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EDITIONS
Tuesday, 11 February, 2003, 06:34 GMT
Prostitutes fight council evictions
Sex shop sign
Prostitutes in Soho feel they are being victimised
A public inquiry into evictions of prostitutes from a famous red-light area of central London began on Tuesday.

More than 10,000 local businesses and residents have signed a petition outlining that they do not object to the women working in Soho.

And sex workers were joined by businessmen and a cleric on Monday calling for prostitutes to be given support.

The inquiry into the compulsory purchase by Westminster City Council of a property in Peter Street, Soho, which is used by eight prostitutes, will be held in Pimlico, south London.

If these women get pushed out it ironically increases the chance that they become workers on the street and therefore become a greater problem to the local community

The Rev Clare Herbert

The council has issued 10 Compulsory Purchase Orders on properties used by prostitutes in the area.

It describes the move as a last resort to make sure the residential properties were used properly in an area where there was huge demand for housing.

Soho is one of the longest established red-light areas in London and is thought of within the industry as one of the safest places for prostitutes to work.

Cari Mitchell, from the English Collective of Prostitutes, spoke of Elizabeth Valad, the prostitute who was ordered out of a Soho flat by Westminster council and was found killed in Camden, north London, last month.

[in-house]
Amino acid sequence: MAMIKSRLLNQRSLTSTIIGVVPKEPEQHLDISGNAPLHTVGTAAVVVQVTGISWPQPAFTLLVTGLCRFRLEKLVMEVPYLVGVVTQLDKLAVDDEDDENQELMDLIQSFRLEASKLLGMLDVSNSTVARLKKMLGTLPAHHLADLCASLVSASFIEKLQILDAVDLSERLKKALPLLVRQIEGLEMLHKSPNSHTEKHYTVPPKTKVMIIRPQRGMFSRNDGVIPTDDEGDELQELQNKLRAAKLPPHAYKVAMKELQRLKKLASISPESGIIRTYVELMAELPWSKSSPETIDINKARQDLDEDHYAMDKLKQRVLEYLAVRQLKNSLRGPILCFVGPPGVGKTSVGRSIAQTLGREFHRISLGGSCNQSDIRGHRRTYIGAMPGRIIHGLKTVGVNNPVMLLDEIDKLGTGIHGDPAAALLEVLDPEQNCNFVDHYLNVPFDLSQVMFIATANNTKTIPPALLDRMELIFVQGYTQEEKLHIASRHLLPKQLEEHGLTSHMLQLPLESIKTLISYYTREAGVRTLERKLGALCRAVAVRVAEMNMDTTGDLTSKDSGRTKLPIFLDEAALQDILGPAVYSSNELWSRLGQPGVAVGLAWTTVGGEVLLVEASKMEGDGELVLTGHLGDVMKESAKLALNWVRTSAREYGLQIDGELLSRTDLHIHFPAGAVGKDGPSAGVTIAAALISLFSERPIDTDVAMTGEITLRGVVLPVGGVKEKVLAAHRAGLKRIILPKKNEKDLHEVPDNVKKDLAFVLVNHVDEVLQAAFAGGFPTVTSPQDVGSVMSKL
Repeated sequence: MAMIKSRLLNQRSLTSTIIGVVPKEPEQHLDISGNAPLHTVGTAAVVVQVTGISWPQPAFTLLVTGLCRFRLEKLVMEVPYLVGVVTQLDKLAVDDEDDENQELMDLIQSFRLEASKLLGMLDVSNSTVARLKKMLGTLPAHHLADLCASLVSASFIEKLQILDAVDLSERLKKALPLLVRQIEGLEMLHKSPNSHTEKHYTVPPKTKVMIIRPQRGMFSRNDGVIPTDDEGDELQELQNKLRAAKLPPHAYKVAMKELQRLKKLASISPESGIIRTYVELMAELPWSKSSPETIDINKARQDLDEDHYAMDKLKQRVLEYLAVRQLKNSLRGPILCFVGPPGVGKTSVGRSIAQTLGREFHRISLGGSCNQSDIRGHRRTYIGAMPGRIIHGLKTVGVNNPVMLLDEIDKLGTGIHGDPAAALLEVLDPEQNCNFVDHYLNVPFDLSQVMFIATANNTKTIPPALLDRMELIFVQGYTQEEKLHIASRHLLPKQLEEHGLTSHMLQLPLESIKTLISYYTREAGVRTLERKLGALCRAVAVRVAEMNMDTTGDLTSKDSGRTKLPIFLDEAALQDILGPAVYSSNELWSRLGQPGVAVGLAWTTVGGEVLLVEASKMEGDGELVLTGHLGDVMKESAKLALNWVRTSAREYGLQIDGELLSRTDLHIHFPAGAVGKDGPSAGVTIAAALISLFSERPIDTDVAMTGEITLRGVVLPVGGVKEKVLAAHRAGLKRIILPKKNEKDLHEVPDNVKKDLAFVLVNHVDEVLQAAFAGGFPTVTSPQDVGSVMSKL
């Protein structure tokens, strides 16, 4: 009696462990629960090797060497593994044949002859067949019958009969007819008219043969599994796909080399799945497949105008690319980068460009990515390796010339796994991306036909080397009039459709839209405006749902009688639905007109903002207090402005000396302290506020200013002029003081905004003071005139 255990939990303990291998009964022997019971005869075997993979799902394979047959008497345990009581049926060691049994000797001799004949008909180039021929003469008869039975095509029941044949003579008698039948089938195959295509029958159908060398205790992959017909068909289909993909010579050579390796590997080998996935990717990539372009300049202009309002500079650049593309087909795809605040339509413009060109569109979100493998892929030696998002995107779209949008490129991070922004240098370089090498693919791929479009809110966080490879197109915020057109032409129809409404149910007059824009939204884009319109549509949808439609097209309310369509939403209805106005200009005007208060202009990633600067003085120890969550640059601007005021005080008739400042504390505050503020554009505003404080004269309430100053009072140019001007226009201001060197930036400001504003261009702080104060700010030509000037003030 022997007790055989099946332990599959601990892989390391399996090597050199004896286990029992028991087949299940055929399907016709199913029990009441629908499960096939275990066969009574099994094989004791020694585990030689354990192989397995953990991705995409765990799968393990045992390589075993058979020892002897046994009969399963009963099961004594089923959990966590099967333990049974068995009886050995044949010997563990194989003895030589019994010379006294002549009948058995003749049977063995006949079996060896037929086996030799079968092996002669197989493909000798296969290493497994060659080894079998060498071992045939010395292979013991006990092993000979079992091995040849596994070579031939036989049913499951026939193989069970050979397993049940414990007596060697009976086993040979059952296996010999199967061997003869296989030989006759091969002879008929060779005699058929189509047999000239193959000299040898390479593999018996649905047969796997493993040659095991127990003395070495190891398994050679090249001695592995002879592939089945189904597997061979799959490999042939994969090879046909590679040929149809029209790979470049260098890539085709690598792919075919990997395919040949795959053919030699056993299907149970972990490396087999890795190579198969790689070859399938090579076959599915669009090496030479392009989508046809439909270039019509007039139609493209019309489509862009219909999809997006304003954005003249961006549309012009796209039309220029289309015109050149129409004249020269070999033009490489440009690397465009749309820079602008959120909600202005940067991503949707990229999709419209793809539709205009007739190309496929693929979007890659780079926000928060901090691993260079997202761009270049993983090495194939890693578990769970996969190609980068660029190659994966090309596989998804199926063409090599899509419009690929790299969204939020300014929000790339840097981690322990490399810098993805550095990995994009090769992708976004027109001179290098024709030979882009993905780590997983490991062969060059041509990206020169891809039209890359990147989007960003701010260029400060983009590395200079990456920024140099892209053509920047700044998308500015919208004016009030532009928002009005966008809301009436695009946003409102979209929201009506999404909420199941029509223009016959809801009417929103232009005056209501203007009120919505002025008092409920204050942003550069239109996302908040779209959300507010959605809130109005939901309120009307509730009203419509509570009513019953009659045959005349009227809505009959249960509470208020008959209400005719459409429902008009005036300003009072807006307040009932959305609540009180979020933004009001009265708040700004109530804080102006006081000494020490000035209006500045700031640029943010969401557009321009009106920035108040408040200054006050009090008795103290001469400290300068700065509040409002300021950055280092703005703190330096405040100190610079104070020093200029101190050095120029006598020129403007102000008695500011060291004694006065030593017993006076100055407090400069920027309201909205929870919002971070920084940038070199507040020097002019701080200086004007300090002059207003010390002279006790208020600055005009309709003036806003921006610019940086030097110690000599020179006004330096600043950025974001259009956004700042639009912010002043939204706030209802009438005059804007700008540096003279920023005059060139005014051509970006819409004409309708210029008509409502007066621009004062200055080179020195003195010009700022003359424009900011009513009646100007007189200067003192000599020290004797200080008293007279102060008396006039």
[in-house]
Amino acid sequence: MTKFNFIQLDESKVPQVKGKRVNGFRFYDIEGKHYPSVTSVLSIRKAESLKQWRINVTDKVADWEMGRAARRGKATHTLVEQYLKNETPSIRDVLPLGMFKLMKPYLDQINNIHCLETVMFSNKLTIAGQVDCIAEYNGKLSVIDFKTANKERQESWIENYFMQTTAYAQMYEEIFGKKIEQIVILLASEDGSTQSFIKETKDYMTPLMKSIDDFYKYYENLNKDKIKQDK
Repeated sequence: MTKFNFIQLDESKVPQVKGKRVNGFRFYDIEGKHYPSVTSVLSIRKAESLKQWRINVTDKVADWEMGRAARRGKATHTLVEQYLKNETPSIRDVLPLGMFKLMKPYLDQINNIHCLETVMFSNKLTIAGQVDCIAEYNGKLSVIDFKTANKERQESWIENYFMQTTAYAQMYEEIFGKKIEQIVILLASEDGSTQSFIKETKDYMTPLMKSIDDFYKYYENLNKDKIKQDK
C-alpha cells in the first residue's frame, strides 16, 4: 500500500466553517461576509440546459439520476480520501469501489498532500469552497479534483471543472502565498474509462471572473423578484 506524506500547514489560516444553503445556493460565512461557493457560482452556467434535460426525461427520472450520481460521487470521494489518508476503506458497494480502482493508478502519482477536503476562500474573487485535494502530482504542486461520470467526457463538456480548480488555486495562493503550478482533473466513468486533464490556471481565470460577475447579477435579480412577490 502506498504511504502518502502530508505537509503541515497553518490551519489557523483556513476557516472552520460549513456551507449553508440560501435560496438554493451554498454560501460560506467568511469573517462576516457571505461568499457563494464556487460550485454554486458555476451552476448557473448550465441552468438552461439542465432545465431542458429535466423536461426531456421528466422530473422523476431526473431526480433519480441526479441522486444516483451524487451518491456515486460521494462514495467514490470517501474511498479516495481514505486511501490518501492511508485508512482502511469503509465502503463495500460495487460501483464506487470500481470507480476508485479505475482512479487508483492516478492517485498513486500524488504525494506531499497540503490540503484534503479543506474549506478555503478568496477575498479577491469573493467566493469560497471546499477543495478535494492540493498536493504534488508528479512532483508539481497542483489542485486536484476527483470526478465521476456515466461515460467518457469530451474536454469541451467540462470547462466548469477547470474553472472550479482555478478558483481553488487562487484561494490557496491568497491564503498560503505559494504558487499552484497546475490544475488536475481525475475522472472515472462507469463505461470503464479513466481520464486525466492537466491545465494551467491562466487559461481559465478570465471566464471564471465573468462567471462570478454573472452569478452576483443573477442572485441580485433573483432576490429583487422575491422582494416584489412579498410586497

Elizabeth Valad
Prostitute Elizabeth Valad was killed

She said: "If men know they will get away with violence they will attack women.

"Here we support each other, we know where each other are and they can look out of the window and call for help, which is vital when there is no police protection."

More than 10,000 local businesses and residents have signed a petition outlining that they do not object to the women working in Soho.

The Rev Clare Herbert, rector at St Anne's church in Soho said: "A closed house with residents, such as Peter Street, poses no problems for us at all.

"If these women at Peter Street get pushed out it ironically increases the chance that they become workers on the street and therefore become a greater problem to the local community."

Frances Mapstone, chief housing officer for Westminster City Council, said: "We are committed to improving our residents' quality of life and ensuring that properties in high demand for housing are brought into proper use.

"The action we are taking is part of a wider campaign to improve the West End."

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BBC London's Sarah Harris
"The council says the building's unsafe but sex workers say that is just an excuse for having them moved on."

Click here to go to BBC London Online
See also:

07 Feb 03 | Scotland
17 Jan 03 | England
12 Dec 02 | England
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